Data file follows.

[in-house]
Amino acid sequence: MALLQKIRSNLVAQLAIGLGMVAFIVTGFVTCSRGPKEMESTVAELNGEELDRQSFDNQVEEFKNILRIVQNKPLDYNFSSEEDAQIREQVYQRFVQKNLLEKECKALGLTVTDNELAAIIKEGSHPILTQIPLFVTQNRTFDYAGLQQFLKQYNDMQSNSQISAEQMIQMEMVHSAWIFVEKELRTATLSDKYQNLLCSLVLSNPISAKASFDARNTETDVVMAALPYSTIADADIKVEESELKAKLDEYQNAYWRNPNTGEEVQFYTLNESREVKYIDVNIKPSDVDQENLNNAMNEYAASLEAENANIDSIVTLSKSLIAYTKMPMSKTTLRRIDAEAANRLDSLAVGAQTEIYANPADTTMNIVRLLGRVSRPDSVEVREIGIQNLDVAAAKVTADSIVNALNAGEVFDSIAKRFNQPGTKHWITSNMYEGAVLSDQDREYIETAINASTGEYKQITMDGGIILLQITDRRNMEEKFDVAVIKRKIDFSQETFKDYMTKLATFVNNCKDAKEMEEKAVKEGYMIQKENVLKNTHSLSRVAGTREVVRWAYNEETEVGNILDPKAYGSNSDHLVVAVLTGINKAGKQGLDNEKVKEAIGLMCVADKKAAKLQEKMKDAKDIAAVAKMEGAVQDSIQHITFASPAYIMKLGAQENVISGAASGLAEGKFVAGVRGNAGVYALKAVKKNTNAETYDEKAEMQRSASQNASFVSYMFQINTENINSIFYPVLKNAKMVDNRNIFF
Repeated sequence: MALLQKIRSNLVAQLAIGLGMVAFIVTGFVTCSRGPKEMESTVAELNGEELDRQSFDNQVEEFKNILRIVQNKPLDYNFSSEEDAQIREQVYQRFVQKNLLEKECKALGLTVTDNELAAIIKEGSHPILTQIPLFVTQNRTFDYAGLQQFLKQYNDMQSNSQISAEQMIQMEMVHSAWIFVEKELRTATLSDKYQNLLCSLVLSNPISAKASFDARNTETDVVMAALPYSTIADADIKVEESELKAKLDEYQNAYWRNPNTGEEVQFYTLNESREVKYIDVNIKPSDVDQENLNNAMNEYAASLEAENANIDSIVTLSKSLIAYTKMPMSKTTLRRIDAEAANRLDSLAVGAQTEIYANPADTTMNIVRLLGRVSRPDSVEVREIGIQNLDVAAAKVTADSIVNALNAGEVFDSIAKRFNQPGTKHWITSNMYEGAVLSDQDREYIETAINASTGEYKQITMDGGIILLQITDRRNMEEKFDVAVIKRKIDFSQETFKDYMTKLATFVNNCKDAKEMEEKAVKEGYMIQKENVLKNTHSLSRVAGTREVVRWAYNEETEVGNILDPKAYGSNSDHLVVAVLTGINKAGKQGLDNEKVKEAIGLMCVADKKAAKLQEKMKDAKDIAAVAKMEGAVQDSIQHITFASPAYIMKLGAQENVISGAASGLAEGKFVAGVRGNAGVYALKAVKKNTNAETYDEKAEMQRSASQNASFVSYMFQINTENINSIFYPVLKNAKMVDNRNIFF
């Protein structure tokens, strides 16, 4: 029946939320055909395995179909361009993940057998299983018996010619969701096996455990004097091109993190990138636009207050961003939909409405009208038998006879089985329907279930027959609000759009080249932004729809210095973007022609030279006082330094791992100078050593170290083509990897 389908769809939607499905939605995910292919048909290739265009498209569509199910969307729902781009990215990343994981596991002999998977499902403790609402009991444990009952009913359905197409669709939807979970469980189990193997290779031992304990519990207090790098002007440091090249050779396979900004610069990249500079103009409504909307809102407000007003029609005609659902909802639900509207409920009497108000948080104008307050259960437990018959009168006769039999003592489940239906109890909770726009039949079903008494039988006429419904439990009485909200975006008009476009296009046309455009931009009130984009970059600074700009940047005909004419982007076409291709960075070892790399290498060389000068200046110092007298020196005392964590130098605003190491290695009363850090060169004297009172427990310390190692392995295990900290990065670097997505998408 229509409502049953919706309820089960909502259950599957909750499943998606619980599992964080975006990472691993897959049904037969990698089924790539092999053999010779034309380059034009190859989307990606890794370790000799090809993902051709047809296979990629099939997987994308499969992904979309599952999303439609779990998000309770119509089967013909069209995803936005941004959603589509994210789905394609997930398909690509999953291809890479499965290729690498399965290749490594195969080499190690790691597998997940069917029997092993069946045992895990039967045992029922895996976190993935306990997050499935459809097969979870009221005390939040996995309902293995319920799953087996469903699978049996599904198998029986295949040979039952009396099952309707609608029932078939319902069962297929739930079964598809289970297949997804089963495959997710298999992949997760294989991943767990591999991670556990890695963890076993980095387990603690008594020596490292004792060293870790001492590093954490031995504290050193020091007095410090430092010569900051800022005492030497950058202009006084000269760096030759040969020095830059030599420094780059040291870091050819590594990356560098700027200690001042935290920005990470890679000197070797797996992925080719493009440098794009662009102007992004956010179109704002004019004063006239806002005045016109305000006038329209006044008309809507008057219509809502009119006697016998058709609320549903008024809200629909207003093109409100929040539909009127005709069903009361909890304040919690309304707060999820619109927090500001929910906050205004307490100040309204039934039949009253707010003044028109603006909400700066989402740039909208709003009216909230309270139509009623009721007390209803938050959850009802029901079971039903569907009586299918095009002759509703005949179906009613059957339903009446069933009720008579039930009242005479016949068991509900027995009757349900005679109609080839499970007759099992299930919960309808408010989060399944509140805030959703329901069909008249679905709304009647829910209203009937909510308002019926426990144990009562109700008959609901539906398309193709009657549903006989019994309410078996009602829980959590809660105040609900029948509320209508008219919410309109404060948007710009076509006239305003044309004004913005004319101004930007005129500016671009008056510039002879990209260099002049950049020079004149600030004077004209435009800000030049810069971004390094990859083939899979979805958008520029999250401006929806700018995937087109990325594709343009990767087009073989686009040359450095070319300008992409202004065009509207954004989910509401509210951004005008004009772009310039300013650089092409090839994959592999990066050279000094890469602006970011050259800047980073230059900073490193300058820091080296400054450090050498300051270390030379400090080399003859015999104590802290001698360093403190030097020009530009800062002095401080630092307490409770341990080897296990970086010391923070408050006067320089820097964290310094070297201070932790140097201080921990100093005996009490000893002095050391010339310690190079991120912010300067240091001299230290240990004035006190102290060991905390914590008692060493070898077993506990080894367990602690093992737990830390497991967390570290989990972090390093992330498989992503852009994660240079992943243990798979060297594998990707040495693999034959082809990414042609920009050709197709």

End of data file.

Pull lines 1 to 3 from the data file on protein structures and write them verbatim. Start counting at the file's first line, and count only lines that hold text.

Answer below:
[in-house]
Amino acid sequence: MALLQKIRSNLVAQLAIGLGMVAFIVTGFVTCSRGPKEMESTVAELNGEELDRQSFDNQVEEFKNILRIVQNKPLDYNFSSEEDAQIREQVYQRFVQKNLLEKECKALGLTVTDNELAAIIKEGSHPILTQIPLFVTQNRTFDYAGLQQFLKQYNDMQSNSQISAEQMIQMEMVHSAWIFVEKELRTATLSDKYQNLLCSLVLSNPISAKASFDARNTETDVVMAALPYSTIADADIKVEESELKAKLDEYQNAYWRNPNTGEEVQFYTLNESREVKYIDVNIKPSDVDQENLNNAMNEYAASLEAENANIDSIVTLSKSLIAYTKMPMSKTTLRRIDAEAANRLDSLAVGAQTEIYANPADTTMNIVRLLGRVSRPDSVEVREIGIQNLDVAAAKVTADSIVNALNAGEVFDSIAKRFNQPGTKHWITSNMYEGAVLSDQDREYIETAINASTGEYKQITMDGGIILLQITDRRNMEEKFDVAVIKRKIDFSQETFKDYMTKLATFVNNCKDAKEMEEKAVKEGYMIQKENVLKNTHSLSRVAGTREVVRWAYNEETEVGNILDPKAYGSNSDHLVVAVLTGINKAGKQGLDNEKVKEAIGLMCVADKKAAKLQEKMKDAKDIAAVAKMEGAVQDSIQHITFASPAYIMKLGAQENVISGAASGLAEGKFVAGVRGNAGVYALKAVKKNTNAETYDEKAEMQRSASQNASFVSYMFQINTENINSIFYPVLKNAKMVDNRNIFF
Repeated sequence: MALLQKIRSNLVAQLAIGLGMVAFIVTGFVTCSRGPKEMESTVAELNGEELDRQSFDNQVEEFKNILRIVQNKPLDYNFSSEEDAQIREQVYQRFVQKNLLEKECKALGLTVTDNELAAIIKEGSHPILTQIPLFVTQNRTFDYAGLQQFLKQYNDMQSNSQISAEQMIQMEMVHSAWIFVEKELRTATLSDKYQNLLCSLVLSNPISAKASFDARNTETDVVMAALPYSTIADADIKVEESELKAKLDEYQNAYWRNPNTGEEVQFYTLNESREVKYIDVNIKPSDVDQENLNNAMNEYAASLEAENANIDSIVTLSKSLIAYTKMPMSKTTLRRIDAEAANRLDSLAVGAQTEIYANPADTTMNIVRLLGRVSRPDSVEVREIGIQNLDVAAAKVTADSIVNALNAGEVFDSIAKRFNQPGTKHWITSNMYEGAVLSDQDREYIETAINASTGEYKQITMDGGIILLQITDRRNMEEKFDVAVIKRKIDFSQETFKDYMTKLATFVNNCKDAKEMEEKAVKEGYMIQKENVLKNTHSLSRVAGTREVVRWAYNEETEVGNILDPKAYGSNSDHLVVAVLTGINKAGKQGLDNEKVKEAIGLMCVADKKAAKLQEKMKDAKDIAAVAKMEGAVQDSIQHITFASPAYIMKLGAQENVISGAASGLAEGKFVAGVRGNAGVYALKAVKKNTNAETYDEKAEMQRSASQNASFVSYMFQINTENINSIFYPVLKNAKMVDNRNIFF